- Offer every distributor a chance to fulfill and decide based on results
- Assign fulfillment based on geography
- Grade customers based on their customer service
- Assign fulfillment duties based on products in stock
How Tivoli Audio does it
Tivoli Audio is an American audio electronics brand that sells directly to consumers. It’s an appropriate example of how D2C brands can create a mutually beneficial situation keeping distribution partners intact.
The brand that sells to cross-border markets uses the traditional approach for fulfillment but with a little twist. Tivoli creates a website with a local flavor and domain (ex: tivoliauido.au) to sell products through retailers in that region. The brand takes care of the marketing initiatives while distributors take care of sales and fulfillment.
By doing so, the brand is able to enter new markets without establishing a retail store or own distribution channel in that geography. At the same time, distributors benefit from more sales due to the brand’s focused marketing efforts.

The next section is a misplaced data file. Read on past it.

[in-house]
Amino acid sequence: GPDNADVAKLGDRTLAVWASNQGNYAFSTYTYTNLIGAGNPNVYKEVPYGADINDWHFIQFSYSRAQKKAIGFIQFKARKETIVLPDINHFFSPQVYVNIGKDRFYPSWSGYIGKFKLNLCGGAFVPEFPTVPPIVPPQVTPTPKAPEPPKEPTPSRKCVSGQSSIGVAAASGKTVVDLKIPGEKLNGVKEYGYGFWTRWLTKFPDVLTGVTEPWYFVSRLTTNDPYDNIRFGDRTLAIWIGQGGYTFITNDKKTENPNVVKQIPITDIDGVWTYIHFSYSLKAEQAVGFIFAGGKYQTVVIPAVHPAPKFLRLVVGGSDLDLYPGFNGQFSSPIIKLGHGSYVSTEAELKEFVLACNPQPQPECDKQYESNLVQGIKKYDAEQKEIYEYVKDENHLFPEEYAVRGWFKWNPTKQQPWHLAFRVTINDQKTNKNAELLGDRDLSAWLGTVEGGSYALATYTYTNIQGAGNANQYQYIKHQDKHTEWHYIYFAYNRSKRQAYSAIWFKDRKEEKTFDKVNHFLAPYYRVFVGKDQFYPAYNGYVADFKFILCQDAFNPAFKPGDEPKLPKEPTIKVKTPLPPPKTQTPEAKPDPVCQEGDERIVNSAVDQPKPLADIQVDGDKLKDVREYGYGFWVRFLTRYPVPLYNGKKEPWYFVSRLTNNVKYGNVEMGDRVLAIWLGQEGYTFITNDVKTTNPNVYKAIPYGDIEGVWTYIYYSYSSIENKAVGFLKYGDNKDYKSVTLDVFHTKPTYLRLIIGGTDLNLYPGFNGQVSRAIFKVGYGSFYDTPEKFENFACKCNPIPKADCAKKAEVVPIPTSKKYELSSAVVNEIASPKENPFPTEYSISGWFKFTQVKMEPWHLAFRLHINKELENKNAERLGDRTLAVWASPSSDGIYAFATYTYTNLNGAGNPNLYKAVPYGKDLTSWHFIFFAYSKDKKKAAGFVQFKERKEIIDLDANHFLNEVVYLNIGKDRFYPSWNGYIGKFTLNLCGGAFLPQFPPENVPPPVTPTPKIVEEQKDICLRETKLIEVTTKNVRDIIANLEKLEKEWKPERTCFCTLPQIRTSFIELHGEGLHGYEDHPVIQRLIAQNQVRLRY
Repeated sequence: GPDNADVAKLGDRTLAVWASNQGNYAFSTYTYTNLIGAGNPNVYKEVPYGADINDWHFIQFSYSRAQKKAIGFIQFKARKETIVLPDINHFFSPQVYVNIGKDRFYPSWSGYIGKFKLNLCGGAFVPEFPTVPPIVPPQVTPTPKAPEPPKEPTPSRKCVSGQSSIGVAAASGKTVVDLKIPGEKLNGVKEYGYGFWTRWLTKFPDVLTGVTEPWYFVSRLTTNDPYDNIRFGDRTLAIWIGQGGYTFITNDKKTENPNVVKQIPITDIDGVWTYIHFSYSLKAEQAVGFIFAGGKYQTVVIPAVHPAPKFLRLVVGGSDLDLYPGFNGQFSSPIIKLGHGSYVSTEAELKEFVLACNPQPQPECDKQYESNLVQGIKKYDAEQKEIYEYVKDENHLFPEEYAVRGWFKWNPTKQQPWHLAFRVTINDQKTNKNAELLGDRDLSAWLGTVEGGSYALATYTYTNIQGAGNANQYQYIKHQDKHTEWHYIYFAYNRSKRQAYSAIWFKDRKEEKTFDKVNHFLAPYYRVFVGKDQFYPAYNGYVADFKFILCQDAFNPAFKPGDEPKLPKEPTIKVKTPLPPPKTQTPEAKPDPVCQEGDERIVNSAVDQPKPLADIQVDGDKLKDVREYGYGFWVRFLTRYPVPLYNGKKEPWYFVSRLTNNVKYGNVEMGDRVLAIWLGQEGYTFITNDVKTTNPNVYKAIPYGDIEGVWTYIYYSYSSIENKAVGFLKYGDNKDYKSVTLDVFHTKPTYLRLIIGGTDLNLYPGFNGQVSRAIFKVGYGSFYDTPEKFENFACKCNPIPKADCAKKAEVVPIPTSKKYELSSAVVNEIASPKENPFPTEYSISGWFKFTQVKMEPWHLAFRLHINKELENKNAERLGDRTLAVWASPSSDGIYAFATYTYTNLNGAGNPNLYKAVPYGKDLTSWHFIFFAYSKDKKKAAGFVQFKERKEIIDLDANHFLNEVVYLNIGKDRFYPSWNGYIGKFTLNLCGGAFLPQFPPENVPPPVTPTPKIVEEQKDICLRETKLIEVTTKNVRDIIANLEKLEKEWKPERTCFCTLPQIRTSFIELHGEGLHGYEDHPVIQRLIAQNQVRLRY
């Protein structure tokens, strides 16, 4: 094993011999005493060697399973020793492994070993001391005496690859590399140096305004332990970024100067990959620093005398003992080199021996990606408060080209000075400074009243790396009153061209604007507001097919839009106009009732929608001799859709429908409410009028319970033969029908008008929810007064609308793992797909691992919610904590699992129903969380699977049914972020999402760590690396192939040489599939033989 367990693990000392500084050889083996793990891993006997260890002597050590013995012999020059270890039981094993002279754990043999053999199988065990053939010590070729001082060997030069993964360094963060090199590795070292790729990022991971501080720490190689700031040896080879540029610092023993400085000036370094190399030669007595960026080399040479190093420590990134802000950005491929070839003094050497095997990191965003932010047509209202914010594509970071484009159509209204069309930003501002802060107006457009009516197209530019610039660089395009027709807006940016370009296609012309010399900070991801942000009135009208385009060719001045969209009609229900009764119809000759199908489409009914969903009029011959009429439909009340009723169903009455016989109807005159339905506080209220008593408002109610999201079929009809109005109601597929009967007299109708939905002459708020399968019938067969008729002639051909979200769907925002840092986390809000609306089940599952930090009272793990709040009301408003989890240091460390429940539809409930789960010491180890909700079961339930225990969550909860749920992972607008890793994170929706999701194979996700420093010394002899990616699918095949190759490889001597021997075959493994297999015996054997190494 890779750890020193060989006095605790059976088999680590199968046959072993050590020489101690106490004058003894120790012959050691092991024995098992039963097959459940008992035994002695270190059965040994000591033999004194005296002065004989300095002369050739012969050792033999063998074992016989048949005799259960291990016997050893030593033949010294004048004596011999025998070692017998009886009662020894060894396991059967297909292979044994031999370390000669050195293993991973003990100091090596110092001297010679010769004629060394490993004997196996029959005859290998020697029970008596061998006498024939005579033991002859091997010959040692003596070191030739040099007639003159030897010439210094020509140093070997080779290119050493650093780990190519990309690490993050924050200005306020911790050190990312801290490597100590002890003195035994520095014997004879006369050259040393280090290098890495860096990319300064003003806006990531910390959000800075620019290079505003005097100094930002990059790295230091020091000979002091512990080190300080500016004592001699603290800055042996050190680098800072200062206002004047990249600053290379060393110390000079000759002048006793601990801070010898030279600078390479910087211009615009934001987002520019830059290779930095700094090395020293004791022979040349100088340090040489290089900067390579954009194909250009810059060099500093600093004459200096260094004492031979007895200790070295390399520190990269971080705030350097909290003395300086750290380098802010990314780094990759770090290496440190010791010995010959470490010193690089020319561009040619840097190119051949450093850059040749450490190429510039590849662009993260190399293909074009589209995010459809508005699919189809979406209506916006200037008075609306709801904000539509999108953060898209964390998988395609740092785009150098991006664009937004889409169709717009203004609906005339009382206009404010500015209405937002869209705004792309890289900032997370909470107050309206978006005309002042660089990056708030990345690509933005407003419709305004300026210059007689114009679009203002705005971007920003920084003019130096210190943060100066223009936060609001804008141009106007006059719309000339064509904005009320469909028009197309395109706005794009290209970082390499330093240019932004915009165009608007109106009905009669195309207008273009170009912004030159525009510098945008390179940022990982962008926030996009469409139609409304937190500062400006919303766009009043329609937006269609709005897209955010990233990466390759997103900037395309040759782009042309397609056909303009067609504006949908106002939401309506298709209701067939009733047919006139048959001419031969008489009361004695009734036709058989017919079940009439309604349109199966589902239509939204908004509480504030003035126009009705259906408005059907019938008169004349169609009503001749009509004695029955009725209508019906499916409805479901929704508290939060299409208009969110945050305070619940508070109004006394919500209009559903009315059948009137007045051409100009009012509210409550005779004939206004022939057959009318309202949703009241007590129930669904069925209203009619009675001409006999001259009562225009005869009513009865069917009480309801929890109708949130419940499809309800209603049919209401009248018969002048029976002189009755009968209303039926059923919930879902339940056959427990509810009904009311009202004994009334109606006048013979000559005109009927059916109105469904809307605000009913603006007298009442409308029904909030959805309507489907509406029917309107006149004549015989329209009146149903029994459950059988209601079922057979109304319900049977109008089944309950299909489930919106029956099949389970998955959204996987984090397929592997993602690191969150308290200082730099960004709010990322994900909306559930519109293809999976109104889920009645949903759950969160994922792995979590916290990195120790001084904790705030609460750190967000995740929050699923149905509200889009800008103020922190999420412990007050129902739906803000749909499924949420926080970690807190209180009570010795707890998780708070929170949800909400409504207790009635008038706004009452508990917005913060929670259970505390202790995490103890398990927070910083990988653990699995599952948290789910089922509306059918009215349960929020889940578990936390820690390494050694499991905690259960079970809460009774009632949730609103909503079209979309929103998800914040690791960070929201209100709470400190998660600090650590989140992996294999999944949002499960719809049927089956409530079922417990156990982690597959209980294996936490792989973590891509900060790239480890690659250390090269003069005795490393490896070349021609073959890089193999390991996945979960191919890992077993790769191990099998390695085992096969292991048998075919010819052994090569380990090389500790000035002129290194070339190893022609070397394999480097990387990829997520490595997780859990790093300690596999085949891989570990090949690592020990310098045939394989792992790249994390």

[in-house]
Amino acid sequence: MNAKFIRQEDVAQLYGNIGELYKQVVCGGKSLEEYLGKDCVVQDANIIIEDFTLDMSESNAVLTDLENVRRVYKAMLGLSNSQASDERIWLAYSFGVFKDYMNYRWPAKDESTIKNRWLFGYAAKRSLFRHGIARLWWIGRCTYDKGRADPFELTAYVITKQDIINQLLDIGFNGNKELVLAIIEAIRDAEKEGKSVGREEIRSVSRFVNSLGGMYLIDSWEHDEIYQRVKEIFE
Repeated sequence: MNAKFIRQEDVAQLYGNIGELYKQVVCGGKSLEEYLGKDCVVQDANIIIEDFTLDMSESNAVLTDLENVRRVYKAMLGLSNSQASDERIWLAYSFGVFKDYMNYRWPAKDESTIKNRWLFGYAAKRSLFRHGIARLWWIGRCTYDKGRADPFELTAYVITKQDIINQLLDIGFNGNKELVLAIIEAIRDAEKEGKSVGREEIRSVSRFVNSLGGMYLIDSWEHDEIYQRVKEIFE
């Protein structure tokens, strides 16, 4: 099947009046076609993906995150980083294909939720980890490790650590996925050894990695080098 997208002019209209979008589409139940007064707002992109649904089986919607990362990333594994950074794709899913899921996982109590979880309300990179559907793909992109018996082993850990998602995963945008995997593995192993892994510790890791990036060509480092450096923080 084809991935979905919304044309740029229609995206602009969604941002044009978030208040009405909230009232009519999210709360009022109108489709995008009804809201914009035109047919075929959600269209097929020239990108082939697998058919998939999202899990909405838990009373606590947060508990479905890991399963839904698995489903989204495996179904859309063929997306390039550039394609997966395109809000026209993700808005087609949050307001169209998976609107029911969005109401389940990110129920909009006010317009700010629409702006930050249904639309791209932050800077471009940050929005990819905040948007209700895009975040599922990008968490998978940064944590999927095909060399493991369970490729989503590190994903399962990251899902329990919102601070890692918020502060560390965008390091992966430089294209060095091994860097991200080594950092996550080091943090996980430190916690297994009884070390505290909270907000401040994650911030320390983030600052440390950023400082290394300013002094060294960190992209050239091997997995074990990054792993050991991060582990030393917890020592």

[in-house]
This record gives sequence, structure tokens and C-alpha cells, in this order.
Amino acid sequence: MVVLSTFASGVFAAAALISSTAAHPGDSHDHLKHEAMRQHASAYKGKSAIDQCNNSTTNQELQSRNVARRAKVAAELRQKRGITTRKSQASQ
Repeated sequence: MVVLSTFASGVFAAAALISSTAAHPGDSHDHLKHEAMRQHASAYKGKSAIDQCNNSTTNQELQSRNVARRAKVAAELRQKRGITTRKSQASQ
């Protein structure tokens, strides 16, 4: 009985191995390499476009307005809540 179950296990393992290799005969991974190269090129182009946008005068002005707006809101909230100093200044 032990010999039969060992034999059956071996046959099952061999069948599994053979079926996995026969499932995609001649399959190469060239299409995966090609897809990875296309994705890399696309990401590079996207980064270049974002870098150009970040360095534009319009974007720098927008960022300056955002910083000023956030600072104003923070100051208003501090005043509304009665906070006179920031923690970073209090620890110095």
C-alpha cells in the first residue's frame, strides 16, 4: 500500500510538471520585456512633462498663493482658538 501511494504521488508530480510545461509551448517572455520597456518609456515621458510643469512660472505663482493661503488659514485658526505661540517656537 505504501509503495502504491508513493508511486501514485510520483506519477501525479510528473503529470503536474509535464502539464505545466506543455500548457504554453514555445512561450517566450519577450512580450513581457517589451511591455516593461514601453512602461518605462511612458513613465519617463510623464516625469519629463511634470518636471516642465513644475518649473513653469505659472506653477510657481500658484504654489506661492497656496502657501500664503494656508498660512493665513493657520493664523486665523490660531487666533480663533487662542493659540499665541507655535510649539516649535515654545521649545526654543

The direct-to-consumer model’s core idea is not to eliminate distributors but to enable manufacturers to reach consumers directly without 100% dependency over distributors. Keeping your distribution network intact should be viewed as an additional opportunity to establish a sustainable D2C revenue stream and ensure continuous growth.
If you are a manufacturing brand looking for a consultation to plan your DTC roadmap Ziffity can help.